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Hmm, I've gamed with someone for 10+ years who occasionally cheats on his rolls. I guess I never felt the need to kick him from the group. I wouldn't kick someone to the curb, if their only flaw is an occasional episode of cheating. As a GM, it is fairly easy to compensate to negate a single person's cheating.
Specify strict procedures for rolling dice. Like, the dice must be clearly readable, and all rolls must be witnessed by another. Make a dice rolling pen for the center of the table, and rolls only count if they are done in the pen. Define procedures for 'cocked' dice, and so on.
The population density of New York City is 26000 people per square mile, but this is using high rise apartments. If you figure apartment buildings are about 30 stories tall in NYC and you want your fantasy city to be about two stories tall, then change your population by a factor of (2/30) to be about 1700 people per square mile.
So a city with a population of 17000 would encompass about 10 square miles, or have a diameter of about 3.5 miles.
A "wealthy" city would have a lower population density, while a "poor" city would pack the people in. Higher population densities mean more disease, crime, and unrest.
If the caster is flying and has 6 mirror images, is Step Up going to be helpful?
If your goal is to defeat a caster as a martial character, I think you are better served by playing an archer. You can full attack the flying caster without needing to move, Step Up, or fly. The best way to stop a caster from casting a spell is to take away all of their hit points.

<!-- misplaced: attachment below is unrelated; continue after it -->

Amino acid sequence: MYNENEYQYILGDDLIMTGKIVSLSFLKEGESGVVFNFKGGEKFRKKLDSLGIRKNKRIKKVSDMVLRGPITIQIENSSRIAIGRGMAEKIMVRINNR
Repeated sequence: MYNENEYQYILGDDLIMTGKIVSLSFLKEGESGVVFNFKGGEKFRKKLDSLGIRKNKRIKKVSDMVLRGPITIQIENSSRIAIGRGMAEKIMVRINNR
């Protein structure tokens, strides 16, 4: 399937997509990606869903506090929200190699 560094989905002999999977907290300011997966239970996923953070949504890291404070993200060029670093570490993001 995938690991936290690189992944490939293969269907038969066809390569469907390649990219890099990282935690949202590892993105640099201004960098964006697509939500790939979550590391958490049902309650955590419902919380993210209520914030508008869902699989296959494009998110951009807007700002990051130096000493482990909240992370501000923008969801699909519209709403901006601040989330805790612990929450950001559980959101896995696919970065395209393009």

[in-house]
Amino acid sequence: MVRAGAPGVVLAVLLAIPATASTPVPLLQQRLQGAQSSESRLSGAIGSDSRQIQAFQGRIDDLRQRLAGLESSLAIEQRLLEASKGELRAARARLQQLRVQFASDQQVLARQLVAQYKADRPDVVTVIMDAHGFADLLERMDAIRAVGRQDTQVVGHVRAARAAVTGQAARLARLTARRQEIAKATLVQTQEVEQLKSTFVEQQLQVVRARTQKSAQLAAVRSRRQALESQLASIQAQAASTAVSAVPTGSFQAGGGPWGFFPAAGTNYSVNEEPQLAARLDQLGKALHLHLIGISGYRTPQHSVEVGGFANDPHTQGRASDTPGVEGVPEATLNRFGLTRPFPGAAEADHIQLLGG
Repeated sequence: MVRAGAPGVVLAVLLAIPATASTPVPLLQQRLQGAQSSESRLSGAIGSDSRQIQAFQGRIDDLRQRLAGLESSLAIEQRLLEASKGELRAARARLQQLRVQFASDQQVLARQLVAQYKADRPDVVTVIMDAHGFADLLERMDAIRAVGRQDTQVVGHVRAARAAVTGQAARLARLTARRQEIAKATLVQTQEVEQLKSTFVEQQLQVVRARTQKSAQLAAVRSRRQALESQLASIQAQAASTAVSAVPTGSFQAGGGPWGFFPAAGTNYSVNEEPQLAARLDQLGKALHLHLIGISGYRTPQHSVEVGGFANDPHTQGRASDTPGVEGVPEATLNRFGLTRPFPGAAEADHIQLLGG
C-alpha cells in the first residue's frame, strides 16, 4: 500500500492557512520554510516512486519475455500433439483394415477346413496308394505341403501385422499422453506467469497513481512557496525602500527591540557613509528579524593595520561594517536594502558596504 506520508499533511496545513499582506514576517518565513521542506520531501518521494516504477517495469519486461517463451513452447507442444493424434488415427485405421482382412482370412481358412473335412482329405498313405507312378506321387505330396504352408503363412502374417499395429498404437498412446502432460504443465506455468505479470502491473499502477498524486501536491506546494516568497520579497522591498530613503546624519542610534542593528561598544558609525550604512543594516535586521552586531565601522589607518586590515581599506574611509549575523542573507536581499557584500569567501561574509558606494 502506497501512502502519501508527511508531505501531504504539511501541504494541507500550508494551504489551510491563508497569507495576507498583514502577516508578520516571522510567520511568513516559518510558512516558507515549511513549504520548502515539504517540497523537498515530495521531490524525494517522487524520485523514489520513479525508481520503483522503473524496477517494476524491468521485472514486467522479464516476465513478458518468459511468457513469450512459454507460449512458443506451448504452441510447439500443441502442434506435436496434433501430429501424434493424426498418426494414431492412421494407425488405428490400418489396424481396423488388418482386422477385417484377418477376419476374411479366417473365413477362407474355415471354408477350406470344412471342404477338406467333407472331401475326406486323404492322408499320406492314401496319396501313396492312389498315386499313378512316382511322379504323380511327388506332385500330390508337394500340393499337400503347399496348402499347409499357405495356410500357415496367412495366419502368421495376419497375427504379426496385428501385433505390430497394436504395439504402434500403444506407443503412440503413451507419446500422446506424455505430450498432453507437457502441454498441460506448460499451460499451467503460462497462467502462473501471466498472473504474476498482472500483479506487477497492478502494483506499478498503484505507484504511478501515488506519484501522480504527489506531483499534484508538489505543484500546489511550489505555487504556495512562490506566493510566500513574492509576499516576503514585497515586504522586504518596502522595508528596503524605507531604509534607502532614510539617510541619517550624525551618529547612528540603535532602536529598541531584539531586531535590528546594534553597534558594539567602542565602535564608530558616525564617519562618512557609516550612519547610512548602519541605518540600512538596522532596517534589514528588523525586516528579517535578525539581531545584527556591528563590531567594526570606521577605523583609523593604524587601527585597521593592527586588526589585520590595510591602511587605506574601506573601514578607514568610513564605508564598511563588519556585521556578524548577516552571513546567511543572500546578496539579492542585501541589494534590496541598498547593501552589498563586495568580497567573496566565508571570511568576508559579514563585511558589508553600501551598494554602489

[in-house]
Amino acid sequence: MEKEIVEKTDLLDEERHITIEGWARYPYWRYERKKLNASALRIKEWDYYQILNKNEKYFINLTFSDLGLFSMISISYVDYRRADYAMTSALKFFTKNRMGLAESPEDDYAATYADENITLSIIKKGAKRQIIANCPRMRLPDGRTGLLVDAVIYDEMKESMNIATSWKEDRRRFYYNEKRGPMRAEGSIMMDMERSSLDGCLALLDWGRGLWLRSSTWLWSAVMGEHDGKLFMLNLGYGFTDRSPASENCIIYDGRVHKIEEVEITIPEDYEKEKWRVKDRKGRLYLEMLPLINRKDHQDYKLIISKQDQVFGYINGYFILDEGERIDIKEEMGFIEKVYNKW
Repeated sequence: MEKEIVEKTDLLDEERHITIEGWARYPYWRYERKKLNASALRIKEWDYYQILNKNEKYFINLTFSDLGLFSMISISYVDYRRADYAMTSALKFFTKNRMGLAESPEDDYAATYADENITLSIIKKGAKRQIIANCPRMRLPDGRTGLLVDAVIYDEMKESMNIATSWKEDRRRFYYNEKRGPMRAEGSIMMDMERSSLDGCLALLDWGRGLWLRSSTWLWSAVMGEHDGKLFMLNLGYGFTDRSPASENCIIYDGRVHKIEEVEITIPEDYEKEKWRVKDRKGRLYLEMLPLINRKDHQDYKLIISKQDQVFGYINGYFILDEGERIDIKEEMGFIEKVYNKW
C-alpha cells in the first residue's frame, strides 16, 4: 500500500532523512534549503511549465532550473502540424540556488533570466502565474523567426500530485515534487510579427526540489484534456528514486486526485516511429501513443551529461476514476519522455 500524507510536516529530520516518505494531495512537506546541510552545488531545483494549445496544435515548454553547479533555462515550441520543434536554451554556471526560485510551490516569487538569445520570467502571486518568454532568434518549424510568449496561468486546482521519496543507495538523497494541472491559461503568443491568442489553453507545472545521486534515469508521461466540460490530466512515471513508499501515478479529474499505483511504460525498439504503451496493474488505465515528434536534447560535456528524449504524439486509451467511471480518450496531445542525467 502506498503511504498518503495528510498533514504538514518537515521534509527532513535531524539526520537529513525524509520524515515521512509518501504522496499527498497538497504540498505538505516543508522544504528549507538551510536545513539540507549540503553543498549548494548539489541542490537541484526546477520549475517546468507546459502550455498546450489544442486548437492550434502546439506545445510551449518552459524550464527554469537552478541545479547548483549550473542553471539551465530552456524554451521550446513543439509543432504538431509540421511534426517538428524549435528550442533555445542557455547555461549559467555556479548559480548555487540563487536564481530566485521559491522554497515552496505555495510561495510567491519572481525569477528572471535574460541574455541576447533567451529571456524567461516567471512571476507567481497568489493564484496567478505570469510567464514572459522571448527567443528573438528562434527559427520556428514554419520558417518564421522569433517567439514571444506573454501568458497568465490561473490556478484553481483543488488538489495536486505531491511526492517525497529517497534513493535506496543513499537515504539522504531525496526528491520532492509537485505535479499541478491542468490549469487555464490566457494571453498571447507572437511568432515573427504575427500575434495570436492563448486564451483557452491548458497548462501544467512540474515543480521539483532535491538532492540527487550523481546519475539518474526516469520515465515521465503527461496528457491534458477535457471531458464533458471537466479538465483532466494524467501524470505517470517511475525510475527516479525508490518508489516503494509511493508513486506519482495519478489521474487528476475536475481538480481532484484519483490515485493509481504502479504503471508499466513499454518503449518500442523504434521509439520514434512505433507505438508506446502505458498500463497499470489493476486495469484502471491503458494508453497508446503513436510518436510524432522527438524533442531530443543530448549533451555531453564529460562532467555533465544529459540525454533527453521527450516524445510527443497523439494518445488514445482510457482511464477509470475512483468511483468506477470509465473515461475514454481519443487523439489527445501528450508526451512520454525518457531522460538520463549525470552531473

Well, if a particular fight is going really well for the players and the monsters don't stand a chance, you can just say that the players win, without tediously rolling it out.
Locations can add to the excitement, along with environmental factors. Say the bad guys ambush the group at a tavern, but before they rush in to attack, they light the building on fire. There would be panicking villagers and smoke and fire to contend with, in addition to the fight at hand.
A narrow bridge over a deep chasm is always fun. Have the big bad guy say 'None shall pass'.
For Aasimar, Ifrit, Sylph, Gnolls, and Elves, the favored class option for Oracles is "Add +1/2 to the oracle's level for the purpose of determining the effects of one revelation."
Apply this to the Oracle's revelation that grants an animal companion, and the animal companion's level can be 50% higher than the oracle's level.
Thomas Long 175 wrote:
That is literally the worst idea in this thread.
Well, that may be. It is difficult to determine all the dynamics of the situation given the limited information, and to formulate the best solution that will work for these individuals. Ultimately, the original poster will decide what to do. This was just a suggestion, and sometimes I do make ludicrously bad suggestions, but then they can still be helpful because it causes one to think about what makes a good or bad solution.
And yes, Obscuring Mist for the win, but not everyone will think of that, be able to cast it, and win initiative.
To be fair, you did show them a big bag of candy, and then tell them they couldn't have any.
Let them create ludicrously optimized races with lots of points. Play it for a while and see how it goes. Set campaign on easy mode and let them stomp everything.
When you grow bored with this, design a powerful encounter that will kill all the characters, like 48 level 1 wizards all casting a single magic missile (that's 168 damage per round) as a CR 10 encounter. Have them all spread out in a large area, so melee guys can only kill one per round.